* * * * *
Arnaiz-Villena, A., Elaiwa, N., Silvera, C., Rostom, A., Moscoso, J., Gómez-Casado, E., Allende, L., Varela, P., & Martínez-Laso, J. (2001). The origin of Palestinians and their genetic relatedness with other Mediterranean populations. Human Immunology, 62, 889-900.
ABSTRACT: The genetic profile of Palestinians has, for the first time, been studied by using human leukocyte antigen (HLA) gene variability and haplotypes. The comparison with other Mediterranean populations by using neighbor-joining dendrograms and correspondence analyses reveal that Palestinians are genetically very close to Jews and other Middle East populations, including Turks (Anatolians), Lebanese, Egyptians, Armenians and Iranians. Archaeologic and genetic data support that both Jews and Palestinians came from the ancient Canaanites, who extensively mixed with Egyptians, Mesopotamian and Anatolian peoples in ancient times. Thus, Palestinian-Jewish rivalry is based in cultural and religious, but not in genetic, differences. The relatively close relatedness of both Jews and Palestinians to western Mediterranean populations reflects the continuous circum-Mediterranean cultural and gene flow that have occurred in prehistoric and historic times. This flow overtly contradicts the demic diffusion model of western Mediterranean populations substitution by agriculturalists coming from the Middle East in the Mesolithic-Neolithic transition.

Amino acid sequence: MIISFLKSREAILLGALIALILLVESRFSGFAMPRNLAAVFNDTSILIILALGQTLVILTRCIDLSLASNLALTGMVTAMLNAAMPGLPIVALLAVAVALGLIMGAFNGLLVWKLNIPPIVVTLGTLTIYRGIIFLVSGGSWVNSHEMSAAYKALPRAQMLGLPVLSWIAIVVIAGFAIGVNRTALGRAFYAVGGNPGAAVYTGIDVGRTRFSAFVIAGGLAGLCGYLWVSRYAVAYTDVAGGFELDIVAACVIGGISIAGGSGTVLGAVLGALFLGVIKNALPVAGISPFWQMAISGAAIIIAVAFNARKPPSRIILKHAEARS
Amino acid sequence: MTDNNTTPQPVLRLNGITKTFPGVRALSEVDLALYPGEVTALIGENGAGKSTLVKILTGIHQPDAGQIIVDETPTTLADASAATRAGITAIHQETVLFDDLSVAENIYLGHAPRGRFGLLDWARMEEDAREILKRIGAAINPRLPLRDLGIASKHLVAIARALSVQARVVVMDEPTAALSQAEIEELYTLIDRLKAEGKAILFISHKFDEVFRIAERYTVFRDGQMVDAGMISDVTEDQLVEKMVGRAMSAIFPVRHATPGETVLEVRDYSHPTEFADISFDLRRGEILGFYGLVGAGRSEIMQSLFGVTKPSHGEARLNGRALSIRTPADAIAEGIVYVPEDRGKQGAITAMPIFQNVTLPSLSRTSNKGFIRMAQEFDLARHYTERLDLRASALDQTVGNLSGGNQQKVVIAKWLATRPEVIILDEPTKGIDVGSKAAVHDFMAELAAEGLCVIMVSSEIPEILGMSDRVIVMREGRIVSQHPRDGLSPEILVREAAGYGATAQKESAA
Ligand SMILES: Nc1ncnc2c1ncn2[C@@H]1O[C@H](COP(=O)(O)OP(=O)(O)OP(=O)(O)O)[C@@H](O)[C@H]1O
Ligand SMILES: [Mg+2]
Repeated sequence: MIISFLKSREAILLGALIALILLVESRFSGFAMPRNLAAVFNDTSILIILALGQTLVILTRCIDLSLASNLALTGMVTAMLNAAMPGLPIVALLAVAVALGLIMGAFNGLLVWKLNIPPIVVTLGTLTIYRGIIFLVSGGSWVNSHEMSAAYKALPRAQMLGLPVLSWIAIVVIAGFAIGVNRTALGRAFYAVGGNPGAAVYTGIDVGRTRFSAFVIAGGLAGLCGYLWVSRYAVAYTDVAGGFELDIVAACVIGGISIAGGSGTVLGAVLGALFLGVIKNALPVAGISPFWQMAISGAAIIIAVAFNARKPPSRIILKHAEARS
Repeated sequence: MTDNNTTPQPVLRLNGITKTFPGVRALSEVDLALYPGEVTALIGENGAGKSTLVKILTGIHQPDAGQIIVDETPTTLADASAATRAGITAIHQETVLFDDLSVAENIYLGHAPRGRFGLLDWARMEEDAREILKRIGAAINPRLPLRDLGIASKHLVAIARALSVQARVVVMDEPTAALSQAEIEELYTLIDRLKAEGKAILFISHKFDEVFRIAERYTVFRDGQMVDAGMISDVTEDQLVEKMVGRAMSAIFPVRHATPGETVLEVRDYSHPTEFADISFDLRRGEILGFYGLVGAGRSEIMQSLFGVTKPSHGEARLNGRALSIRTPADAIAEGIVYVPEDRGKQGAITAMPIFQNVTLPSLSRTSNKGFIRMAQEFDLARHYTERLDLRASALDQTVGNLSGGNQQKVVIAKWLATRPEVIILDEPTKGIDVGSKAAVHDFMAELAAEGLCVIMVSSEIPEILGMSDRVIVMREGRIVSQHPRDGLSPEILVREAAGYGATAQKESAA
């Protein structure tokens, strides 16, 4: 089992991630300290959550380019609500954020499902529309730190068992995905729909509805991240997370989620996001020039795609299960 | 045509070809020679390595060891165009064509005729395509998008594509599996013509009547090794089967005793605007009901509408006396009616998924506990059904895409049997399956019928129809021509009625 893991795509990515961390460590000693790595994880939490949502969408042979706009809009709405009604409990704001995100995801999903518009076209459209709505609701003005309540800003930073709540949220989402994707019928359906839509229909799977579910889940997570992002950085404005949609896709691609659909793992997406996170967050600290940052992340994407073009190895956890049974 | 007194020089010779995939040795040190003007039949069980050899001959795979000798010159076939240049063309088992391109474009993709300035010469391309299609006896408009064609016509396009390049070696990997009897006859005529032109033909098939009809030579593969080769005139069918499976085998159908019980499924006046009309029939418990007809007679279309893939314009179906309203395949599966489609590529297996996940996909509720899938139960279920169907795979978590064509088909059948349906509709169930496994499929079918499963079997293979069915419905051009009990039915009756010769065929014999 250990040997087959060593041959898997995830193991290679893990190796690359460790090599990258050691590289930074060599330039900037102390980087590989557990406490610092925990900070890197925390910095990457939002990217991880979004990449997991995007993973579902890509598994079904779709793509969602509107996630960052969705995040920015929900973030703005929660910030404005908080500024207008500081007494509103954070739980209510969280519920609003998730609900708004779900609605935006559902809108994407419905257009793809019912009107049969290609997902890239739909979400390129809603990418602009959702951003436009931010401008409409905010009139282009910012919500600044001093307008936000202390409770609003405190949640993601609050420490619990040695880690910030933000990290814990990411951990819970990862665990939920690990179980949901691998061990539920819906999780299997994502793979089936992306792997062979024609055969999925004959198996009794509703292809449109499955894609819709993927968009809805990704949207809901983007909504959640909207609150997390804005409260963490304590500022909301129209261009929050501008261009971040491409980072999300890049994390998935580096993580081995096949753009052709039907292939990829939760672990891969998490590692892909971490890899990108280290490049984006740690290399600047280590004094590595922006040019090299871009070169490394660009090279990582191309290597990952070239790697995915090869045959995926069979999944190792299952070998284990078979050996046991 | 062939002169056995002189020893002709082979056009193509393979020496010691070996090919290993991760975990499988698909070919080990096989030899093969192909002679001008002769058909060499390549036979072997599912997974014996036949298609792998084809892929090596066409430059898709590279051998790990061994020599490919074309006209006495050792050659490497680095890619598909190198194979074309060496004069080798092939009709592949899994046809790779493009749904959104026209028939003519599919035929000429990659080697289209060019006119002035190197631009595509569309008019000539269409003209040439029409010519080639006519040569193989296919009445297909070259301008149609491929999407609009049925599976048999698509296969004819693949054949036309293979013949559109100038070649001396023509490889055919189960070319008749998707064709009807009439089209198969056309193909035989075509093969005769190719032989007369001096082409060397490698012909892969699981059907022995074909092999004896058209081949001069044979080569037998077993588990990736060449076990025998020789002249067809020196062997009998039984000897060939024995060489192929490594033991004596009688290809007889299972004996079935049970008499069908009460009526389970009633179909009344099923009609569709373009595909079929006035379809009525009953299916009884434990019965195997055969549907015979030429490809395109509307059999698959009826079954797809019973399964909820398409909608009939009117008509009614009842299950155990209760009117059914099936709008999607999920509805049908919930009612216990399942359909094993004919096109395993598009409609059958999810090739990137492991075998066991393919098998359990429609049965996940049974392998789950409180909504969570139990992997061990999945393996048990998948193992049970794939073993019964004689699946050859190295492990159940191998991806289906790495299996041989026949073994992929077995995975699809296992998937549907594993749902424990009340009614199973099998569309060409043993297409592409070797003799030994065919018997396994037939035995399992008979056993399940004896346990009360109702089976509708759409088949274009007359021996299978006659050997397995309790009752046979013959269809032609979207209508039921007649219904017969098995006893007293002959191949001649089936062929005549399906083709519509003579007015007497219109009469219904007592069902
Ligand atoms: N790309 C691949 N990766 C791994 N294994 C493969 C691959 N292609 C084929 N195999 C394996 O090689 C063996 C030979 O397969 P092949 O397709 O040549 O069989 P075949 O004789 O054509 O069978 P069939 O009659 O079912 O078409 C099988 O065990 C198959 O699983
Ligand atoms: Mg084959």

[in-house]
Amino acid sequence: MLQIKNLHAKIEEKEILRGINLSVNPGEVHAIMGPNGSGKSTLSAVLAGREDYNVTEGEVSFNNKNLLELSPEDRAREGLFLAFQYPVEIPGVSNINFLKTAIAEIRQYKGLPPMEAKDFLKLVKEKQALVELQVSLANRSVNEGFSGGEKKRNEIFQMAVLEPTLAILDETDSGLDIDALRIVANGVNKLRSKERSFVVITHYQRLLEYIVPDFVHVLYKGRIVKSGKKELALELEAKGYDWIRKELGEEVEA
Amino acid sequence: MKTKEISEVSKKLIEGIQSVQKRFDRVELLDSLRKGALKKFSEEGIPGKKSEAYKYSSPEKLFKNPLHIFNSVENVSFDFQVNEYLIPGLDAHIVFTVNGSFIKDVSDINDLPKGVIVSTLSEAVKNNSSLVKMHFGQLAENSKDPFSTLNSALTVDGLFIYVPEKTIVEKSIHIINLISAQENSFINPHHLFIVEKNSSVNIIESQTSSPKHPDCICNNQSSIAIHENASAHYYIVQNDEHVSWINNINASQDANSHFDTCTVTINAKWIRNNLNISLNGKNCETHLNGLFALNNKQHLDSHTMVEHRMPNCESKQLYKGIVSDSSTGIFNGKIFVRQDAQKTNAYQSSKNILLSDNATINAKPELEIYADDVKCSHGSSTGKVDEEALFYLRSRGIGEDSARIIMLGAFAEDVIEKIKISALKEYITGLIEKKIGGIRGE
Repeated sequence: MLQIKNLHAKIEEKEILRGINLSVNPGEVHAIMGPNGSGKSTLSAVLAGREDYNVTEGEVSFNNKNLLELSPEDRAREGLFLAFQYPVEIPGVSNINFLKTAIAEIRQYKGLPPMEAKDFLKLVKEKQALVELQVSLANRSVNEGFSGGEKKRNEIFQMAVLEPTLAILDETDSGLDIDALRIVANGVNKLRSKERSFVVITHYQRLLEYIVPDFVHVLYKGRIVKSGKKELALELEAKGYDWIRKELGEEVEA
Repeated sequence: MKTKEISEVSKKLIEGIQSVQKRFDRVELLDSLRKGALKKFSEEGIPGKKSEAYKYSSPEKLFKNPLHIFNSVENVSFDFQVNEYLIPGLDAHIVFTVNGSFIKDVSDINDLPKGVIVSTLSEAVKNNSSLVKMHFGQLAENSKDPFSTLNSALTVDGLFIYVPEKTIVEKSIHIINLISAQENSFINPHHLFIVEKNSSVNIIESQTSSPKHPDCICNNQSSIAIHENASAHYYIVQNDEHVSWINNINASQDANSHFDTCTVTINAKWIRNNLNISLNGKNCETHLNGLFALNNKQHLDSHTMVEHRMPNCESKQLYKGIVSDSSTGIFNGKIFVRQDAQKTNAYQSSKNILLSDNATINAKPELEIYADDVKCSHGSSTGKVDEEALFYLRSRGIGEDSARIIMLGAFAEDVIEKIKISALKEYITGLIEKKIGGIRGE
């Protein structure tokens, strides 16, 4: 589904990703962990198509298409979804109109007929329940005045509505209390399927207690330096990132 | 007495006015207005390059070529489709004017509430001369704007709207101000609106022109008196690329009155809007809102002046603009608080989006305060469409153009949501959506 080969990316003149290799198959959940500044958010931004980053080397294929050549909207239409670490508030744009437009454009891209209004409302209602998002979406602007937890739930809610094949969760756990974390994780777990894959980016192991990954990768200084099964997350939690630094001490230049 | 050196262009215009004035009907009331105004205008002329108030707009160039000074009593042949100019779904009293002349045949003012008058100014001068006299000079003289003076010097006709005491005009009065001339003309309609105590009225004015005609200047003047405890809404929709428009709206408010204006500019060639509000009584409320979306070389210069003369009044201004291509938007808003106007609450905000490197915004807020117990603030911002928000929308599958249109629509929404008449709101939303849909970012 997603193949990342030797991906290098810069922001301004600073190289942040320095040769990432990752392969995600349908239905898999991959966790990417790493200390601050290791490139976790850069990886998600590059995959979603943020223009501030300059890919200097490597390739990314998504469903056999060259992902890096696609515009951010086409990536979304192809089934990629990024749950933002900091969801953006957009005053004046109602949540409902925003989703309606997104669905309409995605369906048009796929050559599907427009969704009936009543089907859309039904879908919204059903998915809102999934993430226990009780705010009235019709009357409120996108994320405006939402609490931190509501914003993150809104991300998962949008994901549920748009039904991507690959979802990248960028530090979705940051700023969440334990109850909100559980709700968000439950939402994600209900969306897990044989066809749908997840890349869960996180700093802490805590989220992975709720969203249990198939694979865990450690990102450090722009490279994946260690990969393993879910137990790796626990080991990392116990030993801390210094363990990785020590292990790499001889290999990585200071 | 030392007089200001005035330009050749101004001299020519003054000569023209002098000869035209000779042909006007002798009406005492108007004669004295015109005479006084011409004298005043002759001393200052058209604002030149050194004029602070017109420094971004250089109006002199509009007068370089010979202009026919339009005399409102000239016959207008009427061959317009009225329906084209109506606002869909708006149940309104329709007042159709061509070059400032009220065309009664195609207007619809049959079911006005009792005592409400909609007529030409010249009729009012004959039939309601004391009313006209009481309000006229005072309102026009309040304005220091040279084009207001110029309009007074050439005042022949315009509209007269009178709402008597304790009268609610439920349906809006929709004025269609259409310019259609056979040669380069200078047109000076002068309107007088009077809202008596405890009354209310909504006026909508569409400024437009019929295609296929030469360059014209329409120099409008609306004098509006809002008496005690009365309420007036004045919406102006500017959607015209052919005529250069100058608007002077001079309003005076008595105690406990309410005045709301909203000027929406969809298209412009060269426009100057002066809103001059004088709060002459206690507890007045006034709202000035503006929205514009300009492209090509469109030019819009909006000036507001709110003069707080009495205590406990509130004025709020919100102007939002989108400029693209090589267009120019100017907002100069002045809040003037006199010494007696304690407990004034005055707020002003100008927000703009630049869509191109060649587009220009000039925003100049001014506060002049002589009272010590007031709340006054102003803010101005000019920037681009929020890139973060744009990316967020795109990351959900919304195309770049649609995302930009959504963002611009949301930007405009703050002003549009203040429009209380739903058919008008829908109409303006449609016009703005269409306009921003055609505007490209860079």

Sheri Oz is a retired psychotherapist living in Israel for 38 years. Always interested in politics and international affairs, she now has time to study and write about it to her heart’s content. She often writes on her own site, Israel Diaries.
This article first appeared on Israel Diaries.